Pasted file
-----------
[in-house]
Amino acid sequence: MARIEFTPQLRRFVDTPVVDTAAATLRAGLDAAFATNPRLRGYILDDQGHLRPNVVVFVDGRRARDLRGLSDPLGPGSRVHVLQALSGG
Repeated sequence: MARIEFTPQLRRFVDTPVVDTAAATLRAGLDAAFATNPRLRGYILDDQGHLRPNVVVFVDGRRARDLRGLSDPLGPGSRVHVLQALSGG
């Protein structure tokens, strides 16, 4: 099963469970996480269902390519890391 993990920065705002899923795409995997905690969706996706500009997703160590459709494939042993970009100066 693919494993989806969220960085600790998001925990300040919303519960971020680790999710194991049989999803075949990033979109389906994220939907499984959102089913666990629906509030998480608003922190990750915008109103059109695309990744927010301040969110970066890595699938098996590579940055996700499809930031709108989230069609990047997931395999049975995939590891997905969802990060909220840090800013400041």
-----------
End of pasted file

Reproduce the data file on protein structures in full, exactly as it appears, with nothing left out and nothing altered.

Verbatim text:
[in-house]
Amino acid sequence: MARIEFTPQLRRFVDTPVVDTAAATLRAGLDAAFATNPRLRGYILDDQGHLRPNVVVFVDGRRARDLRGLSDPLGPGSRVHVLQALSGG
Repeated sequence: MARIEFTPQLRRFVDTPVVDTAAATLRAGLDAAFATNPRLRGYILDDQGHLRPNVVVFVDGRRARDLRGLSDPLGPGSRVHVLQALSGG
């Protein structure tokens, strides 16, 4: 099963469970996480269902390519890391 993990920065705002899923795409995997905690969706996706500009997703160590459709494939042993970009100066 693919494993989806969220960085600790998001925990300040919303519960971020680790999710194991049989999803075949990033979109389906994220939907499984959102089913666990629906509030998480608003922190990750915008109103059109695309990744927010301040969110970066890595699938098996590579940055996700499809930031709108989230069609990047997931395999049975995939590891997905969802990060909220840090800013400041």